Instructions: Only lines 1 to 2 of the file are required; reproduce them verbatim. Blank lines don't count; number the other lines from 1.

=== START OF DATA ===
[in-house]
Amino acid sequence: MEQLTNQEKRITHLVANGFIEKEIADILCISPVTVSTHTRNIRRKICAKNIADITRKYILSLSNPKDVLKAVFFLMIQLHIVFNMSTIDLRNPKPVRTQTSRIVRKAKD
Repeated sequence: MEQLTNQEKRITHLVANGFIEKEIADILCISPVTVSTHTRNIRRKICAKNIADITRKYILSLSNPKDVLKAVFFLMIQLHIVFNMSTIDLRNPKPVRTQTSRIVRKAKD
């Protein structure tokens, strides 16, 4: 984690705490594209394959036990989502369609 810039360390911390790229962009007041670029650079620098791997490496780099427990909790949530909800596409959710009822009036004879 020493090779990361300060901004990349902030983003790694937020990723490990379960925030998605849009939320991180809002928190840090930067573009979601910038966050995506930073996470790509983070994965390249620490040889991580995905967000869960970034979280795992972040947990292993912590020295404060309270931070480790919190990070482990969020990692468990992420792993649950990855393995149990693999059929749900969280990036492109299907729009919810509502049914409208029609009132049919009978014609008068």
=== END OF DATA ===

[in-house]
Amino acid sequence: MEQLTNQEKRITHLVANGFIEKEIADILCISPVTVSTHTRNIRRKICAKNIADITRKYILSLSNPKDVLKAVFFLMIQLHIVFNMSTIDLRNPKPVRTQTSRIVRKAKD